Quite a while ago, I heard some particularly good woodworking advice: “Don’t point out your mistakes.” For the most part, I have stuck to this recommendation ever since. I’ll admit a stupid mistake from time to time (especially while a project is under construction), but mostly, I just keep quiet especially when a friend or acquaintance is looking at a finished project. There was a time when a compliment would be replied with, “Thanks, I had this terrible tear-out down there near the base, you can’t hardly see it, but it’s there.” Or, “I really wanted the quarter-sawn grain on that fine piece of oak to pop more.” Now, I usually just smile and take the compliment.
I do need to come clean on a never before revealed mistake. It’s my new workbench top. While I was bringing the top down to its final thickness, I noticed the top wasn’t flat. In fact it had a strange dip or broad gouge across the face of both tops which make up the split top design. Even though these two top slabs looked flat, I could feel an uneven surface. A straight edge confirmed my suspicion: there was in fact a shallow gouge or cup present. A fix was achieved by simply using the planer at my woodworking guild. But the extra passes through the planer meant my workbench top is not as thick as planned. Instead of the top being 3-1/2″ thick, it is more like 3-1/4″. Not a big deal, but at this point in my woodworking life, this inaccuracy was unwanted.
By the way, there is a good back story on how I obtained my planer. It was a gift from Christopher Lindsay, a woodworker I knew online. I had complained in this blog post about needing a planer (the blog post is dated 11/28/2010). Christopher had one he wasn’t using and offered it to me if I could come get pick it up. Ultimately, I paid the cost of freight and Christopher shipped it to me. It was a kind thing that Christopher did for me.
But for the life of me, I could not explain how this odd surface happened in the first place. My planer is a Delta 22-580. I initially thought the knives had become worn from all the ash and oak I had been sending through it. So I decided to do a little investigation by taking the knives out and inspecting them. This video gives you an idea of the process…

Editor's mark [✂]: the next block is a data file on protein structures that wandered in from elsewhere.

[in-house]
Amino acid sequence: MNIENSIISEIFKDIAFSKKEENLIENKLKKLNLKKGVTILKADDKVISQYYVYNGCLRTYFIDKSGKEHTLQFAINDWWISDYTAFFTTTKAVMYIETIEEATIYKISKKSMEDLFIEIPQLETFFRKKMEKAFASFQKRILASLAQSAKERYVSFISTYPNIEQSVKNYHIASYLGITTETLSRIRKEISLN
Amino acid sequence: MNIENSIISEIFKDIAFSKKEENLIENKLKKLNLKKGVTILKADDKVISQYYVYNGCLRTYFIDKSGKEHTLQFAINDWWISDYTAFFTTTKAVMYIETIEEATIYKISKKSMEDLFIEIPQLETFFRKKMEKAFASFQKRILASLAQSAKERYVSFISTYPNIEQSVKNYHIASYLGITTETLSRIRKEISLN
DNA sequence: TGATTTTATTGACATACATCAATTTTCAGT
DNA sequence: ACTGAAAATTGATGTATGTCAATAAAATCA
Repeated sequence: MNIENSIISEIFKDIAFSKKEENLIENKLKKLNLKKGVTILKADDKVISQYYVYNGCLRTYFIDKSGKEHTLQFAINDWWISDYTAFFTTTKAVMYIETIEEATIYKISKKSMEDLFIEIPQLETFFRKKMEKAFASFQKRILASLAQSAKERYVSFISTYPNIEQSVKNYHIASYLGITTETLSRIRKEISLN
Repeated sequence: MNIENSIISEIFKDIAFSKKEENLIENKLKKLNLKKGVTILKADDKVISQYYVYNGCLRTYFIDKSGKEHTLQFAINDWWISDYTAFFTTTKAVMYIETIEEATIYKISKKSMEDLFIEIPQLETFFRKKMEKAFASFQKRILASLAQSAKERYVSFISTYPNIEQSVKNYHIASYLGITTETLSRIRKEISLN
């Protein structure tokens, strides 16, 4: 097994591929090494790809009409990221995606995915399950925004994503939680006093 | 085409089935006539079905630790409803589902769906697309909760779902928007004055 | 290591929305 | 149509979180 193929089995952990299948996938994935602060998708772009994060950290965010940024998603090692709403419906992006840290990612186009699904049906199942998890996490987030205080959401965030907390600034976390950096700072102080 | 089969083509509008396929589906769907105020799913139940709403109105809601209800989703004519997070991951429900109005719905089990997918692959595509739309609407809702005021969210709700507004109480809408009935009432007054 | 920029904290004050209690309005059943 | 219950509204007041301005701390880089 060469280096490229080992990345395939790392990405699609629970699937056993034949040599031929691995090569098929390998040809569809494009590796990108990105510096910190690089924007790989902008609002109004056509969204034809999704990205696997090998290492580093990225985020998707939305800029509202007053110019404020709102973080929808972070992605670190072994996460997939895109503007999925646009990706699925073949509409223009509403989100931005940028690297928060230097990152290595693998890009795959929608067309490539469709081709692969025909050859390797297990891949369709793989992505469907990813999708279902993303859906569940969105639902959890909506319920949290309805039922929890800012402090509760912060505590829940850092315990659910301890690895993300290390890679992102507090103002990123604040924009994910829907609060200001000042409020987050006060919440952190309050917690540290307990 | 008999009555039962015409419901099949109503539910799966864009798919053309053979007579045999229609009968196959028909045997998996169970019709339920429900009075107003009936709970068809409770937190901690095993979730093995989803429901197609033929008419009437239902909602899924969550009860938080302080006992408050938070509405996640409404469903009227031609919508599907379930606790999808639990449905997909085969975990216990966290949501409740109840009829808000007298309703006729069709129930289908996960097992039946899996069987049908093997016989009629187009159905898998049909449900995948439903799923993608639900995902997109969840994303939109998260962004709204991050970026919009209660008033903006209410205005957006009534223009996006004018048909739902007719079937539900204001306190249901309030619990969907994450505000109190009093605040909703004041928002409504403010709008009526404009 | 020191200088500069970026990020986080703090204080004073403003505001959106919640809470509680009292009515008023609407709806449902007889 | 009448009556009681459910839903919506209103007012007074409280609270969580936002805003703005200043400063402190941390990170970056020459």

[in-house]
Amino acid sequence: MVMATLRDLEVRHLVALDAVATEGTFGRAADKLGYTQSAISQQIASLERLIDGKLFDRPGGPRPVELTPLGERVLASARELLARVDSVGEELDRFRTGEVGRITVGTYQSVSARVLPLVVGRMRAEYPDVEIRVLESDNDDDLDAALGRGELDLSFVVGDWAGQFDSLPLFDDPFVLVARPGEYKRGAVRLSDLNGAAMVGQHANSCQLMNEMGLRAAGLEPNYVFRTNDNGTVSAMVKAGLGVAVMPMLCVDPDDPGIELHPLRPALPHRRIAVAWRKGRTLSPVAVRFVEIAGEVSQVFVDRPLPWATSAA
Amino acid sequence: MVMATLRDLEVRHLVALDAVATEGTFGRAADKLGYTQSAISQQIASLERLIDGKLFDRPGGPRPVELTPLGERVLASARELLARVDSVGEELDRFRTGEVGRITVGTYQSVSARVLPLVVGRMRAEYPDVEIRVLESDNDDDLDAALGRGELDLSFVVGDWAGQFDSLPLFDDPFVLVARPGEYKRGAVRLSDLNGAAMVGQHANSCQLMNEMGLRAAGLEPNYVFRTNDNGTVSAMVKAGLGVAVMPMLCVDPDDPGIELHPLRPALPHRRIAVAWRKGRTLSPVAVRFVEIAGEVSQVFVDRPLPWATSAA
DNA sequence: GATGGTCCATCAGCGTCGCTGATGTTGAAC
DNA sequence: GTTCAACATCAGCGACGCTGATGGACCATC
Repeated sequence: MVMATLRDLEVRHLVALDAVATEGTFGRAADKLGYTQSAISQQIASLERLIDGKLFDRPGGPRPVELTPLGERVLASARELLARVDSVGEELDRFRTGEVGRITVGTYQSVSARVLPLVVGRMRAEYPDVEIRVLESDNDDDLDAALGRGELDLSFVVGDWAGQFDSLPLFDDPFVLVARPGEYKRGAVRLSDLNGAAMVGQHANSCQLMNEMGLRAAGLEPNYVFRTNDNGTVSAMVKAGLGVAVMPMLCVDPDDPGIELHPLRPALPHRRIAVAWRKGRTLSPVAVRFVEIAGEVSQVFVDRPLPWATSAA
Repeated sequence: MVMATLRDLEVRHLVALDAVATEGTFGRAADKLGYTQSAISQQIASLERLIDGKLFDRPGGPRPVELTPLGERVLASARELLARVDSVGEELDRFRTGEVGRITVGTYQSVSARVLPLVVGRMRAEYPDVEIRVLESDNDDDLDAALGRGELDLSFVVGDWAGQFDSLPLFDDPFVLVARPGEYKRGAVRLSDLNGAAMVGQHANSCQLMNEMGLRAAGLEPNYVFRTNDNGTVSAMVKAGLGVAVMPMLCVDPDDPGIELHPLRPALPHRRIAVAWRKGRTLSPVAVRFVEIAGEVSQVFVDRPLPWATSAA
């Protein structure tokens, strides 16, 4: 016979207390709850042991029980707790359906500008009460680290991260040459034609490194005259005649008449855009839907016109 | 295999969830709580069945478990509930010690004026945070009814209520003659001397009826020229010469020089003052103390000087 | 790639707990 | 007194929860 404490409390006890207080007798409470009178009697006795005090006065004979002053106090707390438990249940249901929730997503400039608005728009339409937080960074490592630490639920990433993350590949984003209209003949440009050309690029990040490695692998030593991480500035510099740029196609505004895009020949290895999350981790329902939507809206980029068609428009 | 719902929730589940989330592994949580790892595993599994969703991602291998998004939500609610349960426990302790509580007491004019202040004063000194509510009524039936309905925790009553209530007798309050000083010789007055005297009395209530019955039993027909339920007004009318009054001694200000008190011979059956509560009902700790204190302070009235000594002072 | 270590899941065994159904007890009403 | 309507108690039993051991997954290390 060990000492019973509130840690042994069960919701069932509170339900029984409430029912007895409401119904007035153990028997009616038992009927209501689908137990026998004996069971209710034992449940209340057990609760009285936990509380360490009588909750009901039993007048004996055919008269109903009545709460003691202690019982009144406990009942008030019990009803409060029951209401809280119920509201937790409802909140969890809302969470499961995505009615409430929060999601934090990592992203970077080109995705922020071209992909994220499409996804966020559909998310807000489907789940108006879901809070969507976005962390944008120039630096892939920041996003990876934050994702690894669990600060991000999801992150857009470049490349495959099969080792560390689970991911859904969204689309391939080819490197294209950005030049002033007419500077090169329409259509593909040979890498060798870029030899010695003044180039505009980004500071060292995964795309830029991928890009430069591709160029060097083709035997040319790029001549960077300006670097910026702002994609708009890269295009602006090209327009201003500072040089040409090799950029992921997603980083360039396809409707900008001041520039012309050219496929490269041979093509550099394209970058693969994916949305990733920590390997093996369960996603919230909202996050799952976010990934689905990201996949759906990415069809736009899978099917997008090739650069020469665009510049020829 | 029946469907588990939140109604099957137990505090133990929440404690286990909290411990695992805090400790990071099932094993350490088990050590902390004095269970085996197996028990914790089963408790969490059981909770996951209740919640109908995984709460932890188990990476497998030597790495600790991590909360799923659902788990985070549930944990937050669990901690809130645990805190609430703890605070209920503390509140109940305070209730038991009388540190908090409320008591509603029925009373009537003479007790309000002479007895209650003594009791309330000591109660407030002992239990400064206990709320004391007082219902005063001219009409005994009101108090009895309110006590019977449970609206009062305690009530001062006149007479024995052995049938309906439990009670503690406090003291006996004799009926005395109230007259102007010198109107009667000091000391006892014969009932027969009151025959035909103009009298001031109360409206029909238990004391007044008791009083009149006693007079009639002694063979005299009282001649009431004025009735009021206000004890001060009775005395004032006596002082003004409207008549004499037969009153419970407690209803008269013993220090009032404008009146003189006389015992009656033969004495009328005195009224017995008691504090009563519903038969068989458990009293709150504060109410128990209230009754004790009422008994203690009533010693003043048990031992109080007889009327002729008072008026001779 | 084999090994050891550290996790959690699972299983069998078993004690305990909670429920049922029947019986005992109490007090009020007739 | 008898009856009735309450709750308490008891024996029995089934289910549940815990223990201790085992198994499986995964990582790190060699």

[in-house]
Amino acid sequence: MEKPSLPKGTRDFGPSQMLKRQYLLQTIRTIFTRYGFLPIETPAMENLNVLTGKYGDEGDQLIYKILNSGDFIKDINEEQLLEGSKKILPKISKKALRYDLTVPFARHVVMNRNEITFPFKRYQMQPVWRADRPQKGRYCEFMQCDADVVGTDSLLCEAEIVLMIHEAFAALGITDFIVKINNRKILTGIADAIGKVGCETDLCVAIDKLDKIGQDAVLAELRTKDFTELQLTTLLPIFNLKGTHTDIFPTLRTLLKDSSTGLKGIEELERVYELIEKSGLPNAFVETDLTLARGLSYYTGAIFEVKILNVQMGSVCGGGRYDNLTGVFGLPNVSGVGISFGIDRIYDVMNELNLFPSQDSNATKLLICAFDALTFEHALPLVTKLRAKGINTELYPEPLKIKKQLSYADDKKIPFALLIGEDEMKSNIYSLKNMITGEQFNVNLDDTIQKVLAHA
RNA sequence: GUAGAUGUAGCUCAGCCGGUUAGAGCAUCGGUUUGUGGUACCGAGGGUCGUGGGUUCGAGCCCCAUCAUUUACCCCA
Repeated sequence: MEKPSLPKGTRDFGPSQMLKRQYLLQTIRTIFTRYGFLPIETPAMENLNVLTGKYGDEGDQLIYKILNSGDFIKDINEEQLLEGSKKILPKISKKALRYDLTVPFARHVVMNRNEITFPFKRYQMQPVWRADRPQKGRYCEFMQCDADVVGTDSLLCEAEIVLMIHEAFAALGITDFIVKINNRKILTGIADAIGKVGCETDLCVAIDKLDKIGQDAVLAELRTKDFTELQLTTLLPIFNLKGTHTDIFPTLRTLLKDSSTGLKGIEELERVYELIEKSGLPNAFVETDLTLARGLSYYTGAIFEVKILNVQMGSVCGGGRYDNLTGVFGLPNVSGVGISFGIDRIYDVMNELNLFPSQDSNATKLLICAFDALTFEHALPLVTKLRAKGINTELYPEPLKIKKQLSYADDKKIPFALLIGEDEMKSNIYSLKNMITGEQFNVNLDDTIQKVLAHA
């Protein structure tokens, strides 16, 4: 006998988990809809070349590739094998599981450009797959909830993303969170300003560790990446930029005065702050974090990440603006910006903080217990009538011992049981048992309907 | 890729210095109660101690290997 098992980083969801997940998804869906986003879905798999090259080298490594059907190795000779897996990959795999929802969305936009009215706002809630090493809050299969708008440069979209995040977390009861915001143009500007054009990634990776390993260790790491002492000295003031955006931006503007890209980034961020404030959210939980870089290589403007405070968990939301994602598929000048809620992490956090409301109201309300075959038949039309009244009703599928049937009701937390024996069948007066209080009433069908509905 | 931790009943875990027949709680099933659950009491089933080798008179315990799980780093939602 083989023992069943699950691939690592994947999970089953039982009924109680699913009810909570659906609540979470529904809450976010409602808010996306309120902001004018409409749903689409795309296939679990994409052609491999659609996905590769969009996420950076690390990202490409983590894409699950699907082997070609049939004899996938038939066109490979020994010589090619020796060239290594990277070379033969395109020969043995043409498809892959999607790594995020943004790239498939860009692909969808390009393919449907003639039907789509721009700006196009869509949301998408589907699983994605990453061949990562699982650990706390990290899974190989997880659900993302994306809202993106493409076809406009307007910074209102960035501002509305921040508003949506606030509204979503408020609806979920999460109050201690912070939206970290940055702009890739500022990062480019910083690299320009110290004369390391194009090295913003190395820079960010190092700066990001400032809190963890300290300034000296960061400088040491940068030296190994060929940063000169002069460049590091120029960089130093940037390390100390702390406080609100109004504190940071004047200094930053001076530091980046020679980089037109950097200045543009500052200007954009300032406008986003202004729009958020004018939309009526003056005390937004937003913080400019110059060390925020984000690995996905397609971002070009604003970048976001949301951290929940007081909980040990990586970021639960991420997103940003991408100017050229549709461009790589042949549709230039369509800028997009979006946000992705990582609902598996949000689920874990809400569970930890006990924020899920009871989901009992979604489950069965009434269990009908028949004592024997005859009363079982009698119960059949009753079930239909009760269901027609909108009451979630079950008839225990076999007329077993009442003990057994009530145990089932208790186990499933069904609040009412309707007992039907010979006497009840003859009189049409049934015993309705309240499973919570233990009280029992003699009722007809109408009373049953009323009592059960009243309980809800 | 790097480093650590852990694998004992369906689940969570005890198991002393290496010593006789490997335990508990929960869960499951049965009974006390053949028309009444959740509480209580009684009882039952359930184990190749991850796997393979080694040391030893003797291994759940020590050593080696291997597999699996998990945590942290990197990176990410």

In all the years of using this planer, I haven’t touched these knives, so I suspected it was time for a new set. The knives came out easily and surprisingly, these knives are two-sided. A new edge could be obtained simply by turning them end for end. The first knife did not reveal anything unusual, a couple of nicks in the cutting edge which wasn’t a surprise. But the second knife was a different story…
When I removed the second knife, there was a sliver of wood under the knife. This wood isn’t supposed to be here; I easily removed it and moved on. The knife is slender and wasn’t bent, but I noticed the mounting bar which holds the knife in place was bent.
What I think happened is this: while running my workbench front and back stretchers through my planer, I had a pretty severe cut; one that was potentially dangerous (see this blog post). This cut, made in error, took off a large chunk of wood and I think some of it jammed under the blade. Subsequent passes with oak and ash only made the problem worse ultimately bending the mounting bar which is kind of thick steel. This in essence created a curved planer knife causing the odd-shaped cut to my bench top.
I decided to order a new mounting bar to replace the bent one. Since my planer is now getting old, it is not unusual to find that replacement parts have been discontinued, and this was the case with the mounting bar. I did find aftermarket mounting bars at Renovo.com, a company I had never heard of. It took about two weeks to get two new bars; you have to order them in pairs so as to maintain balance on the spinning planer head.
I attached the new mounting bars and cleaned the rollers and waxed the planer bed. It was time to make a test cut; I picked a piece of ash which had a rough surface…
You can easily see in the “after” photo a couple of lines indicating nicks in the planer knives, but the surface is otherwise flat and the nicks are acceptable right now. The lines are nothing a card scraper couldn’t easily remove (or a pass with a smoother). I’ll most likely order a new set of knives to get the planer where I really want it to be. I consider this a successful repair and my Delta 22-580 is back in working order. The mounting bars cost $57 including shipping costs.
The lesson here is that routine tool maintenance is important not only for keeping your tools in like new condition, but keeping them safe as well.
One more thing…
On March 9th and 10th I attended a class at the Alabama Woodworkers Guild. Mike Pekovich was on hand to demonstrate the unique steps for building his display cabinet on stand. The class was sold out and we had several people travel quite a distance to take the class. A big success for our guild and a great time to learn from a master woodworker and designer.
Pretty cool stuff. In my copy of his book “The Why and How of Woodworking” Mike wrote, “Jeff, It’s a great craft without an end of challenges.” So true.
Still one more thing…
I have added a banner in the right sidebar of my blog formally announcing a service where I will custom design woodworking plans for individuals. I have begun calling the plans I make “woodworking guides” since they guide the woodworker through the process for completing a project. My starting fee for project design is $75 and plan documentation starts at an additional $75. Complex designs or lengthy plans will have a higher fee. I receive requests for design and plan service a few times a year and in some cases I have actually created custom plans for individuals. I don’t expect this to be a lucrative endeavour but if I can make a little money and help a woodworker build something, then that’s a win, win.
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